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Prey Selection and Hunting Behavior of the African Wild Dog

Richard D. Estes and John Goddard
The Journal of Wildlife Management
Vol. 31, No. 1 (Jan., 1967), pp. 52-70
Published by: Wiley on behalf of the Wildlife Society
DOI: 10.2307/3798360
Stable URL: http://www.jstor.org/stable/3798360
Page Count: 19
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Prey Selection and Hunting Behavior of the African Wild Dog
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Abstract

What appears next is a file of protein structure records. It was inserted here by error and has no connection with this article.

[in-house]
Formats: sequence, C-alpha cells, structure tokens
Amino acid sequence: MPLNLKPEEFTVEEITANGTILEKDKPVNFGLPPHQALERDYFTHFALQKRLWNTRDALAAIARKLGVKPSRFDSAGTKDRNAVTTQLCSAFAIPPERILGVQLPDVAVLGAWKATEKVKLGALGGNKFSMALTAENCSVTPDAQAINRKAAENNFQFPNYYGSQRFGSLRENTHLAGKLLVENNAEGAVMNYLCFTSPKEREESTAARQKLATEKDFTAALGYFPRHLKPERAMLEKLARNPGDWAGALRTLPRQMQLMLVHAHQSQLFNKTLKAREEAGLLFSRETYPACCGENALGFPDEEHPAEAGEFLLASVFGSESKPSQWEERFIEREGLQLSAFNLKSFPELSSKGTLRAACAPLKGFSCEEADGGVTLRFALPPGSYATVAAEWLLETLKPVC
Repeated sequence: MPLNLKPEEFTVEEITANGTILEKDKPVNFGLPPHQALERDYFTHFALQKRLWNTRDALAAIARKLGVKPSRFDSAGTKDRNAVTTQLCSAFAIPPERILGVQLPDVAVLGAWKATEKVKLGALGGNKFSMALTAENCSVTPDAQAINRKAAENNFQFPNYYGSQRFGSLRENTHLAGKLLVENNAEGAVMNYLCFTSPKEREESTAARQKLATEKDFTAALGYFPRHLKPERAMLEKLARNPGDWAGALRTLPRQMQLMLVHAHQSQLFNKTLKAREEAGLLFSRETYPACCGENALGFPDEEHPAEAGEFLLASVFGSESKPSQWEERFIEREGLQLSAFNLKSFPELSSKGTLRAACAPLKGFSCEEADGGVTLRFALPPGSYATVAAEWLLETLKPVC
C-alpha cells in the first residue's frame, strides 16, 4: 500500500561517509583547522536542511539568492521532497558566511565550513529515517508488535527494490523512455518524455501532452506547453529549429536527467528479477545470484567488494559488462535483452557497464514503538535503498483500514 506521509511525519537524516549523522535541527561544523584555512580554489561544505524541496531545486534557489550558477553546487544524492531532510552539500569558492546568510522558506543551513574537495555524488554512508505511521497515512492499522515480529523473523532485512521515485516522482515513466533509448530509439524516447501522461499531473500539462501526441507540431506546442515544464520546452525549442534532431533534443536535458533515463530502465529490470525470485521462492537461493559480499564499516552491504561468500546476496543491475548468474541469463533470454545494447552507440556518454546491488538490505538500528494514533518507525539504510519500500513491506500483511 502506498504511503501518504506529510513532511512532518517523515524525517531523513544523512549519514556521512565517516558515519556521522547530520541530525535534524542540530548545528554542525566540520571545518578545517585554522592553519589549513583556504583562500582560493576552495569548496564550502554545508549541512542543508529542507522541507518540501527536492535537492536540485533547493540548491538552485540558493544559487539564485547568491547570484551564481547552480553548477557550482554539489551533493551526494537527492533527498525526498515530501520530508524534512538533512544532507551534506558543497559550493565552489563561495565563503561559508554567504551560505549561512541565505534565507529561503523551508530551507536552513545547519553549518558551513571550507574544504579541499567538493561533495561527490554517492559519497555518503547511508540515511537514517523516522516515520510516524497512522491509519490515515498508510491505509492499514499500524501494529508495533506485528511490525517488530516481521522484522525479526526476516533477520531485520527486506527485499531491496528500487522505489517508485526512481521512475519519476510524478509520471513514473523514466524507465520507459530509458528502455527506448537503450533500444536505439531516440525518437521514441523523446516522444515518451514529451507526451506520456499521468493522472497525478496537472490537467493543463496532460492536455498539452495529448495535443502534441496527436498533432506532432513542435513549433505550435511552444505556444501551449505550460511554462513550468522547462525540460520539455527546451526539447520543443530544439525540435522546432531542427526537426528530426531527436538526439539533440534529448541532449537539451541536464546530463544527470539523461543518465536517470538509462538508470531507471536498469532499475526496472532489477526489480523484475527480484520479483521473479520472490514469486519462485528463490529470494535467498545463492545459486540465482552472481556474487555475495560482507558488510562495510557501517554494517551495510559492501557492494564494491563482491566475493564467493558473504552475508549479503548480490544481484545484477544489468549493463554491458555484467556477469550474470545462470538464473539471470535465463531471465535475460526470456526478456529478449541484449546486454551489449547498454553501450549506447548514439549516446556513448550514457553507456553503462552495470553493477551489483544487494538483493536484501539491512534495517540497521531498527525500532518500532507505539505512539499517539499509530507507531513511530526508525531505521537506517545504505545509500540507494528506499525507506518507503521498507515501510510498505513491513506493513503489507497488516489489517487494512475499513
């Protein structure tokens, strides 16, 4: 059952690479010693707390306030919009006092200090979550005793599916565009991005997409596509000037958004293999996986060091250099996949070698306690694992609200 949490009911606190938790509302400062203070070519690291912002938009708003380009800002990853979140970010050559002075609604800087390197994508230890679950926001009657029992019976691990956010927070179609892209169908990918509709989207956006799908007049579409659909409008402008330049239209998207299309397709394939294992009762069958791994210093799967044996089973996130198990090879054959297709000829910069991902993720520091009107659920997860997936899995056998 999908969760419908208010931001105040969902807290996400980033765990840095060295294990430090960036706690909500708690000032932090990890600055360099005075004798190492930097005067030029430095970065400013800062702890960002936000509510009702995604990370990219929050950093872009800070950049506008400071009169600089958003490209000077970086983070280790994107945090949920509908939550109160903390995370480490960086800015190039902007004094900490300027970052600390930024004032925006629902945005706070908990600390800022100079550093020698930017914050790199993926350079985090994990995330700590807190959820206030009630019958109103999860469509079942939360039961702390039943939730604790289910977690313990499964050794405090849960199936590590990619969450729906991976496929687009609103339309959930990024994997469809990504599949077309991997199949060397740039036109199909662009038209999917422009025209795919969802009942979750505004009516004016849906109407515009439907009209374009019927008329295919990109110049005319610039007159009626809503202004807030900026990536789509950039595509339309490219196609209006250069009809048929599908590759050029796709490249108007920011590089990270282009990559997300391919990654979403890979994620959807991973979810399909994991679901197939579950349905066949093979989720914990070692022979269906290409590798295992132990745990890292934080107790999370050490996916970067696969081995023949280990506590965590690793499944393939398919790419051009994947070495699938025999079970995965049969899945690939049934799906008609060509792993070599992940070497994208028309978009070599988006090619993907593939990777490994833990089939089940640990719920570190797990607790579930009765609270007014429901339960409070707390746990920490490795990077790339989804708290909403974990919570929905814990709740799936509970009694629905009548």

African wild dog (Lycaon pictus) predation was observed in Ngorongoro Crater, Tanzania, between September, 1964, and July, 1965, when packs were in residence. The original pack of 21 dogs remained only 4 months, but 7 and then 6 members of the group reappeared in the Crater at irregular intervals. The ratio of males:females was disproportionately high, and the single bitch in the small pack had a litter of 9 in which there was only one female. The pack functions primarily as a hunting unit, cooperating closely in killing and mutual defense, subordinating individual to group activity, with strong discipline during the chase and unusually amicable relations between members. A regular leader selected and ran down the prey, but there was no other sign of a rank hierarchy. Fights are very rare. A Greeting ceremony based on infantile begging functions to promote pack harmony, and appeasement behavior substitutes for aggression when dogs are competing over meat. Wild dogs hunt primarily by sight and by daylight. The pack often approaches herds of prey within several hundred yards, but the particular quarry is selected only after the chase begins. They do not run in relays as commonly supposed. The leader can overtake the fleetest game usually within 2 miles. While the others lag behind, one or two dogs maintain intervals of 100 yards or more behind the leader, in positions to intercept the quarry if it circles or begins to dodge. As soon as small prey is caught, the pack pulls it apart; large game is worried from the rear until it falls from exhaustion and shock. Of 50 kills observed, Thomson's gazelles (Gazella thomsonii) made up 54 percent, newborn and juvenile wildebeest (Connochaetes taurinus) 36 percent, Grant's gazelles (Gazella granti) 8 percent, and kongoni (Alcelaphus buselaphus cokei) 2 percent. The dogs hunted regularly in early morning and late afternoon, with a success rate per chase of over 85 percent and a mean time of only 25 minutes between starting an activity cycle to capturing prey. Both large and small packs generally killed in each hunting cycle, so large packs make more efficient use of their prey resource. Reactions of prey species depend on the behavior of the wild dogs, and disturbance to game was far less than has been represented. Adult wildebeest and zebra (Equus burchelli) showed little fear of the dogs. Territorial male Thomson's gazelles, which made up 67 percent of the kills of this species, and females with concealed fawns, were most vulnerable. The spotted hyena (Crocuta crocuta) is a serious competitor capable of driving small packs from their kills. A minimum of 4-6 dogs is needed to function effectively as a pack. It is concluded that the wild dog is not the most wantonly destructive and disruptive African predator, that it is an interesting, valuable species now possibly endangered, and should be strictly protected, particularly where the small and medium-sized antelopes have increased at an alarming rate.

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